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State-of-the-Art Performing Arts Facility Born Out of Historic High School

State-of-the-Art Performing Arts Facility Born Out of Historic High School

A Case Study of Colorado State University’s New University Center for the Arts
Review by Clare Vogel

DesignShare and Fielding Nair International co-founders, Randy Fielding and Prakash Nair, have created a language of their own over the years of practicing innovative school architecture. They currently use a vocabulary of more than 30 patterns in their work, finding ways to implement their patterns in any number of cultural settings. This pattern language is typically used to describe K-12 school settings with smaller learning communities. In October 2008, SLATERPAULL Architects completed the 330,000-square-foot, $45M University Center for the Arts (UCA) at Colorado State University (CSU) in Fort Collins, Colorado. The university’s new center was born out of Fort Collins High School, originally built in 1924, and embraces several patterns and processes that Fielding and Nair’s firm seek to both promote, and share, with designers of educational facilities worldwide.

Art, Music, Performance

DesignShare considers facilities for art, music and performance to be a critical component in 21st century schools. With the growing awareness of how the brain works and the ability to integrate multiple-intelligences theory more fully into the learning experience, it is now evidence that the arts are part of, and not separate from the other disciplines. UCA was built in three phases over several years:

  • Phase I: Edna Rizley Griffin Concert Hall
    A 550-seat concert hall providing performance spaces for music, theater, and dance that honors the historical character of the existing building.
  • Phase II: The Bohemian Complex
    A retrofit of the former Fort Collins High School gymnasium, which includes the 318-seat University Theatre, 100-seat Studio Theatre, 2,400-square-foot William Runyon Music Hall, and another 4,500 square feet of production shops, dressing room, green room, audio-visual equipment rooms and supporting spaces.
  • Phase III: Recital Hall
    Phase 3 completes the University Center for the Arts project and includes the renovation and adaptive reuse of the majority of High School. This phase includes a recital hall; dance studio theatre; the department of music, theatre and dance’s academic spaces; practice rooms and studios; teaching labs; and faculty and the internationally-known “Center for BioMedical Research in Music.”
  • School as a Three-Dimensional Textbook

    As sustainability becomes the way of the world, architects are not only finding new and innovative ways to build “green,” but are turning to educators to use these buildings as teaching tools themselves. In a school setting, sustainable elements and building as a 3-D textbook become an excellent means of teaching about acoustics, sound technology, engineering and harmony with the environment. Preservation and sustainable design techniques include:

    • Hardwood flooring from the original gymnasium was refurbished and reused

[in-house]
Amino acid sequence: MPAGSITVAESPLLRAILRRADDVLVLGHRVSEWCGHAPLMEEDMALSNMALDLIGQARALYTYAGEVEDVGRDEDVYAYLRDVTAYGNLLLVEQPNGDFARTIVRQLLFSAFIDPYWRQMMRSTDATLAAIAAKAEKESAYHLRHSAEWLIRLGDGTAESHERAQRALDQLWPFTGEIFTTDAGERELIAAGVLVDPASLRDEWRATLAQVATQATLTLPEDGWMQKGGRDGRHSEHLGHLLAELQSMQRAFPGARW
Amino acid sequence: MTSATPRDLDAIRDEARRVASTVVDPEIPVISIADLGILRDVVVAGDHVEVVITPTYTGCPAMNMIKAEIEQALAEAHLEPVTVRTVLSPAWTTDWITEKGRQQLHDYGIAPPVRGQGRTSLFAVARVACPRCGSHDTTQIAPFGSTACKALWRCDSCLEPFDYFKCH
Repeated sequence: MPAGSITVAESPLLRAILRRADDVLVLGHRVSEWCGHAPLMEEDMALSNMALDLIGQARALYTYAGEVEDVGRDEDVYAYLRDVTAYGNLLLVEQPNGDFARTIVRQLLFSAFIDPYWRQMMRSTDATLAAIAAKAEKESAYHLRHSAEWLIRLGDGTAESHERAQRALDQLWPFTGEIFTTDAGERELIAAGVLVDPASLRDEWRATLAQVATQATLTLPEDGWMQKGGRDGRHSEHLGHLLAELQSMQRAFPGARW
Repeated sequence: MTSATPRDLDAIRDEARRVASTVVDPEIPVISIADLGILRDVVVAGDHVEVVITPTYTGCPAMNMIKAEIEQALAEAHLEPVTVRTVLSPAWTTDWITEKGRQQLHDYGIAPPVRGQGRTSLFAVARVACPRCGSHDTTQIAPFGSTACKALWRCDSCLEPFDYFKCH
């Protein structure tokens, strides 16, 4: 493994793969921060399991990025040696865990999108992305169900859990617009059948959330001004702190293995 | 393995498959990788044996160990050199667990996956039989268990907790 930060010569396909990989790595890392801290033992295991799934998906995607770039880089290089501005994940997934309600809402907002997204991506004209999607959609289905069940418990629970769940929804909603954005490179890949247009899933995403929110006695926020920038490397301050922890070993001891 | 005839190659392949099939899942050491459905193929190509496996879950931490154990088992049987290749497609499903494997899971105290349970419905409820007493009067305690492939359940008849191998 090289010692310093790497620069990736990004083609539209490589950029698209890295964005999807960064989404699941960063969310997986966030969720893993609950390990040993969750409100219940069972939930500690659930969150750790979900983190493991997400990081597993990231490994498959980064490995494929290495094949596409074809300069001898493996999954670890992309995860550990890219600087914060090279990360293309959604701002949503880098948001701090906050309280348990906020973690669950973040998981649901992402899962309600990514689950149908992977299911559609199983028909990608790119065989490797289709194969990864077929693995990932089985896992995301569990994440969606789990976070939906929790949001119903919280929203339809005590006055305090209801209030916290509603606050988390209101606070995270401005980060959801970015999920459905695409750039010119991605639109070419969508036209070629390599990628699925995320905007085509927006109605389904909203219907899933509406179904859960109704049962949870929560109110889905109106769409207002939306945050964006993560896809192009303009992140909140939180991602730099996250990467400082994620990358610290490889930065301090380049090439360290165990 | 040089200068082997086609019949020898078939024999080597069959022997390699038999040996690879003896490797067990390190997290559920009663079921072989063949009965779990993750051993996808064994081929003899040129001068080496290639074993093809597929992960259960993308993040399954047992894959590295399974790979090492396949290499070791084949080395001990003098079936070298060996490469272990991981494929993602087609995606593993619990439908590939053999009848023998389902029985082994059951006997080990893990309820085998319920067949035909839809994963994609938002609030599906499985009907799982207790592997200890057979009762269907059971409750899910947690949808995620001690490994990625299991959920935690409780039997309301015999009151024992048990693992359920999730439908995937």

• Limestone building fragments salvaged from the original facade are featured in the lobby
    • Columns inspired by the historic building have been added on the exterior of the addition and used inside the interior lobby
    • Clerestory windows from the original gymnasium bring abundant natural daylight into the new space
    • Restoration of the existing 1924 and 1954 historic masonry facades included cleaning the existing brick and stone, replacing damaged brick, repointing the existing masonry as necessary, restoring the existing wood and stucco cupola and a historic exterior window and door replacement
    • 10,000 lbs. of building material such as steel, copper and aluminum were recycled during the renovation and construction process

    Dispersed Technology

    For creative students in the arts in particular, technology is almost an extension of themselves. They use it to communicate, to discover the world, to collaborate, to create and to organize their lives. Along with the performance venues, UCA houses eleven classroom and seminar rooms, a design studio, digital lab, lighting lab and sound/video booth, composition and piano labs, and the largest instrumental rehearsal hall in Colorado (194,500 cubic feet). Theater students now have constant access to ensemble and performance libraries, two acting labs, a Computer-Aided Design (CAD) lab, costume and scenic shops and storage. Dancers have three studios totaling more than 6,500 square feet, 36 soundproof rehearsal rooms, as well as teaching studios, offices and support spaces. It is also home to the research facilities of the Center for Biomedical Research in Music – one of the world’s leading centers in brain research in music perception and neurorehabilitation.
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    What is DesignShare? DesignShare is the central address for the very best in educational facilities and their impact on the learning process. DesignShare provides an invaluable service as a facilitator of ideas and resources about best practices and innovation in schools from early childhood through the university level. Who is DesignShare’s audience? DesignShare reaches a truly global community of professionals. More than 150,000 architects, planners, educators, and facility decision makers visit the site each month. Architects who specify products for schools and universities make up over half of DesignShare’s total readership. Who are our sponsors?
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